Camping, Gear

A Guide to Essential Camping Gear

A Guide to Essential Camping Gear

It has been a long winter folks – and by following our guide to essential camping gear, you will be both prepared and safe for your excursions. Your camping gear depends on the type of outdoor expedition planned. Let’s break down a few categories first, as your essential camping gear depends on some key factors. For this piece, I spoke to a couple of outdoorsmen, including Ben over at Airsoft Gun Guy, to find out exactly what the best pieces of kit would be to bring with you on your trip.

Camping definitions

  • Standard Camping – driving to a location and popping a tent right there at the site
  • Backpacking – hiking through the outdoors to make camp at an isolated location, can be further broken down into three categories
    • Day packing – for a day long excursion where overnight is not planned
    • Overnight – going out with the plan to stay over one or two nights
    • Long Haul – only for the more experienced campers, this can range from as little as a week of planned camping, to upwards of months (i.e. hiking the appalachian trail)

Now with these in mind, let’s focus on the essential camping gear.

Shelter – Tents and Tarps

Tents come in two main categories: three season or four season. As their names imply, the former will get you through anything but freezing temperatures, with the latter lined with fur or insulation made for harsher conditions such as snow, ice, and freezing or below temperatures.

The size of your tent depends on the size of your party, and when camping you can go just about any size desired. When backpacking overnight or long haul, encumbrance becomes an issue and you should pack only a one person tent, or even just a tarp and stakes.


Campers may want a small backpack or a water bladder for short hikes, but all around since your vehicle should be close they are not necessary. Backpacking however would be nothing without its namesake. The backpack you buy will depend greatly on the weight of your belongings, as well as how much space they take up. Some backpacks can be customized and your sporting goods expert will train you on how to optimize your carrying capacity to maximize distance.

Hiking boots

Look for comfortable waterproof boots, and be sure to wear them for a few weeks before going on a long excursion. They should be broken in before tested in the wilderness.

First aid kit

Ointments for poison ivy and bug bites, as well as peroxide and bandages for minor scrapes.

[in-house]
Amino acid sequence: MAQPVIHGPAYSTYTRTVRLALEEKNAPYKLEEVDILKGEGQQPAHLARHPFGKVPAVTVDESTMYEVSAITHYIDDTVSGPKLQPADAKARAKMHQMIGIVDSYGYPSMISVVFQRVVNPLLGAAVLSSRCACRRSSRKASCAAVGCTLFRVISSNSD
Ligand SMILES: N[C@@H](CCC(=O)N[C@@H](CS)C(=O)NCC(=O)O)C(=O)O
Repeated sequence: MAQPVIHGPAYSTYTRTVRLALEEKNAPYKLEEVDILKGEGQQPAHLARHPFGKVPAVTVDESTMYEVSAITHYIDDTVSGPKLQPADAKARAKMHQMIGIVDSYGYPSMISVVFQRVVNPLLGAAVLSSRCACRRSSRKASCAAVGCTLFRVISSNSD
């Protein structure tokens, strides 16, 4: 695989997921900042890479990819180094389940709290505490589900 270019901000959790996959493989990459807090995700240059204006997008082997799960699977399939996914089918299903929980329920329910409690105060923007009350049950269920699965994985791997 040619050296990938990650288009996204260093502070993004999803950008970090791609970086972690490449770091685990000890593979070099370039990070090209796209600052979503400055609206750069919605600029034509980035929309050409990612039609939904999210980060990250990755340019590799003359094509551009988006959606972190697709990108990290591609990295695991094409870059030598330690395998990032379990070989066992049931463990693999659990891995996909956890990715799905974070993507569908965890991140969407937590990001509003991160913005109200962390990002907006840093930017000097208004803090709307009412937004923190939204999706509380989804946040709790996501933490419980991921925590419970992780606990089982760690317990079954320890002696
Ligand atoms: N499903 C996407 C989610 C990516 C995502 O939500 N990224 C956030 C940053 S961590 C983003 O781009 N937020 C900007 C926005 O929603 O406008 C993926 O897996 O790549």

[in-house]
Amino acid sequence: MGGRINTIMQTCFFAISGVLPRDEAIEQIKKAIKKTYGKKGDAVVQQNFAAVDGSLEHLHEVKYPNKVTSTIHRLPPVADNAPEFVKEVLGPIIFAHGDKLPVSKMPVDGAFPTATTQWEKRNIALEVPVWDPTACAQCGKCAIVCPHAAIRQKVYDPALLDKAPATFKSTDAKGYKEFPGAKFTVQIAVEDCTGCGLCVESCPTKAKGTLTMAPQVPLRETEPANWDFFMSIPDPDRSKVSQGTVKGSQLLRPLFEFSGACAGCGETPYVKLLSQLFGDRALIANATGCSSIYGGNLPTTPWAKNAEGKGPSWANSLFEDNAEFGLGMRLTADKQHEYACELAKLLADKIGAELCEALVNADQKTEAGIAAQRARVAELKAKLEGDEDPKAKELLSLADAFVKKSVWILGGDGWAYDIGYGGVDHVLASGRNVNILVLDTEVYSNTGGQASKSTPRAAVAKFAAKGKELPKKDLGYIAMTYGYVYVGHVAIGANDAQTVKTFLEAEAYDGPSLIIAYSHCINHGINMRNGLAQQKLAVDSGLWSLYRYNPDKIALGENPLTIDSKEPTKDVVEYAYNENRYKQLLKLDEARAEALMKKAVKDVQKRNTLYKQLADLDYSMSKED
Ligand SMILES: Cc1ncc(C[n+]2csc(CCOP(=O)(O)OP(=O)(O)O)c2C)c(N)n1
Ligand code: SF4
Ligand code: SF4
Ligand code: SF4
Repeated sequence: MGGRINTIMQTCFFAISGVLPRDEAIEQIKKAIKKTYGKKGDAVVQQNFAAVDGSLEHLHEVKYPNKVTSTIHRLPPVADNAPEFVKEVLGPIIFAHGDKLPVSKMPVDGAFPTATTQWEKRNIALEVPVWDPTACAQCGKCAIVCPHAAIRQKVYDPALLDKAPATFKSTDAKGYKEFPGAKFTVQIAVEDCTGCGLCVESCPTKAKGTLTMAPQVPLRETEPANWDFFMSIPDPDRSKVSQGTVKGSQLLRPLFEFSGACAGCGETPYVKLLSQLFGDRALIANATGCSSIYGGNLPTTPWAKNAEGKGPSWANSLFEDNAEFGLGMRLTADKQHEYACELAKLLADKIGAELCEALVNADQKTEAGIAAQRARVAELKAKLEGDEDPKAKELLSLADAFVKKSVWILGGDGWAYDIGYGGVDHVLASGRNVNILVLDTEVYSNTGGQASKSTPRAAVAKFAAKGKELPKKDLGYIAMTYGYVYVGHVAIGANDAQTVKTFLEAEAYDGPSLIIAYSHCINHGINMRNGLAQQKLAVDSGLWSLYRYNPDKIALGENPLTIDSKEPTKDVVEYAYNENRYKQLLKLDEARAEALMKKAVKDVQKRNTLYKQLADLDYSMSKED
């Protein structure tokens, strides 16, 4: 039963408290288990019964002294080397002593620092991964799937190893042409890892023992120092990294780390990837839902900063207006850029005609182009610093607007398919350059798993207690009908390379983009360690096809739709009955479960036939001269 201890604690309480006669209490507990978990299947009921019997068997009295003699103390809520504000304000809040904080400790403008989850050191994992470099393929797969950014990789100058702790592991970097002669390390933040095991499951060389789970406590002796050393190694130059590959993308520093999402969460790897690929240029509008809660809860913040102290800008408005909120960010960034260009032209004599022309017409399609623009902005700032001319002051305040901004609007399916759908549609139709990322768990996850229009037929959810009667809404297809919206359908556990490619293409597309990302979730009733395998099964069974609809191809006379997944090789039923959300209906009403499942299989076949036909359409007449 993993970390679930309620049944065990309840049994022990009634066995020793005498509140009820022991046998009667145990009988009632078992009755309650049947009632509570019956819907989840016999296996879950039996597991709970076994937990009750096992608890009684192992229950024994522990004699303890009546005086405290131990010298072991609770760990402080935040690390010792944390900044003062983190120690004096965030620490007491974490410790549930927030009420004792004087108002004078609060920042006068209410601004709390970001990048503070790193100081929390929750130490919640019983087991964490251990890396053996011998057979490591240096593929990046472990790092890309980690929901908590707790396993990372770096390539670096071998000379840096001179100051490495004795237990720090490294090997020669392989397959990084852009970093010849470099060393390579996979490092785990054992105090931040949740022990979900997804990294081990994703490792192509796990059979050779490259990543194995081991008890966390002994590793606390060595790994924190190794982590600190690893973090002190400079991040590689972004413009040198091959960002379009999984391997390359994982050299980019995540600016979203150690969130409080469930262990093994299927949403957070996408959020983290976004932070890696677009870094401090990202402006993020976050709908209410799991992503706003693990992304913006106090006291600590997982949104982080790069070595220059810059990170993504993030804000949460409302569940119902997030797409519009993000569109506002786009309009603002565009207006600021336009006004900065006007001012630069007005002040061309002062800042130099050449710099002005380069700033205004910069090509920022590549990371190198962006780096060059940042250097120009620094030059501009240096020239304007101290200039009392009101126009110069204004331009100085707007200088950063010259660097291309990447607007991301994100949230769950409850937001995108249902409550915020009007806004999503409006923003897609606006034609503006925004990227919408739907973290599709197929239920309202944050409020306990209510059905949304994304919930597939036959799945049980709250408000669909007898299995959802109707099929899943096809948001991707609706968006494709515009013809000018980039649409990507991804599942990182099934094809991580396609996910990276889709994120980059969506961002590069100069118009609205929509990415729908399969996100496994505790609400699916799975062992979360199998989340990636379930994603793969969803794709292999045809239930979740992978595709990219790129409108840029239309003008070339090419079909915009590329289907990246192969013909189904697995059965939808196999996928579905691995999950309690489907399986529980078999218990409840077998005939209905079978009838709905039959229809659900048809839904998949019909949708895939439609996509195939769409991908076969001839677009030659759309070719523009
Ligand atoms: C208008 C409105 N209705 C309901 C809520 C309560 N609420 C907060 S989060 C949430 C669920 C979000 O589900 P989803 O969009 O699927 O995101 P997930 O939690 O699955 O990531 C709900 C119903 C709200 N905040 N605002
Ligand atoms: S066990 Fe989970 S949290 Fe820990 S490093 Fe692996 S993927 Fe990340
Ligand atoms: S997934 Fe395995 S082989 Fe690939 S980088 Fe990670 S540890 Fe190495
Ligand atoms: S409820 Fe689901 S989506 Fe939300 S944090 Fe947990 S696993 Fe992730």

This is just a guide to essential camping gear. You can go further with maps, rations, and water, but this should get you started.


Is a Snow Blower a Good Investment?

Should You Buy a Snow Blower?

For those of you living in warm countries, or in the Southern part of the United States, this post may not be relevant to you. If, however, you live in an area that experiences excessive snowfall during the winter season, continue reading. If you live in a snowy area, you will likely have visited the idea of purchasing a snow blower, and weighed the pros and cons of using a plow service. In this post, I will discuss exactly why you should (or shouldn’t) buy a snow blower, and how to make that decision easier for you.

Things to Consider

Before doing any research or thinking about buying a snow blower any further, it is important to consider the following: do you actually need one? While many areas in the United States do get snow, many do not experience the unmanageable levels that would prevent you from effectively clearing with a shovel. For example, areas outside of New York City may only get a couple inches during the winter, but cities like Madison, WI get a whopping 51 inches each year. If you do not live in an area that gets significant snowfall, it is likely you will be able to save a few hundred dollars and make due with a simple shovel. However, if you do live in an area that gets tons of snow, you should take the following few points into consideration when deciding whether or not to buy.

How much snow do you get?

Snow blowers come in a variety of different style with different features and capabilities designed to tackle different levels of snow. There are heavy-hitter 3-stage gas powered blowers that are designed for heavy snow up to two feet deep, and lighter single-stage gas blowers designed for up to 12 inches of light snow. It is important to know about how much snow to expect, as you don’t want to be caught with 24 inches and only have something capable of dealing with 12. For more information on this, you can check out the blower guide from Home Depot.

Investment level